That said, I love the blog, and thanks for the response.

  5. I just got the book and also the models. Demigryphs are smaller than standard griffins and wingless but are large enough to becounted as monstous cavalry. On top of this, they cause fear, can replace lances with halberds and are counted as a special unit choice. The only problem with them is cost, at 58 points per model, their not cheap.

    1. Yes my models arrived recently too. The conjecture above was mostly right - they were in fact flightless, but resemble the Hieracosphynx more than the Alce or Keythong.

      Instead of being an Imperial Zoo thing, they are one of the many creatures found within the impenetrable forests of the Empire.

      I still think they absolutely fit in with the essence of the Empire.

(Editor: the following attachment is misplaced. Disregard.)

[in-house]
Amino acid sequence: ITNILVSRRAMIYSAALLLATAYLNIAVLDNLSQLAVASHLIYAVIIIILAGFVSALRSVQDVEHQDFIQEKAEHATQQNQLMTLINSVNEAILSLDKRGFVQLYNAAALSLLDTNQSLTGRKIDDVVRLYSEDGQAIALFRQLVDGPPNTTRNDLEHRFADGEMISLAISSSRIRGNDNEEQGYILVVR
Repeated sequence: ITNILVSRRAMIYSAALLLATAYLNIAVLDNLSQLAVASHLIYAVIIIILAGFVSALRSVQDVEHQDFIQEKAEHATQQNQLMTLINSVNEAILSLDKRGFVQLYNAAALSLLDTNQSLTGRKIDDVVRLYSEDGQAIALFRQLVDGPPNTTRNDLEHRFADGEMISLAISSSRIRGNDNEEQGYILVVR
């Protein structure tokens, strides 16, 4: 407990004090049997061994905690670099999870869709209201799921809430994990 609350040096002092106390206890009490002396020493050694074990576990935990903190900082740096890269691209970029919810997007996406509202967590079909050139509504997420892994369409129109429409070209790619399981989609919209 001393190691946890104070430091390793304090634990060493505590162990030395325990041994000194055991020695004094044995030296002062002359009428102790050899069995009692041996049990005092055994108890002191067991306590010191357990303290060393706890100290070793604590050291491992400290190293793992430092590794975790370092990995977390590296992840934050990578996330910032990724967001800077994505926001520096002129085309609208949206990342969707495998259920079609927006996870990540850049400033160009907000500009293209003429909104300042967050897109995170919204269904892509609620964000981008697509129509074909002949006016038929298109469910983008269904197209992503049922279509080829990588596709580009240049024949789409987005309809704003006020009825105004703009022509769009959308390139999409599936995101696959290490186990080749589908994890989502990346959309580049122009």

In the table, I would recommend running them with lances rather than halberds - the 1+ armour save is what you want to have. Run them in units of 3-4, as you lose the mounts attacks in the second rank and it's the mount that does the damage.

      For 58 points they are just more than the cost of two IC knights, but are way more than twice as effective. In fact they are about as great a value for points as you will find in the army. So they are not so steep when you consider their effectiveness.

      The latest White Dwarf magazine has some cool info, additions to the Uniforms and Heraldry book.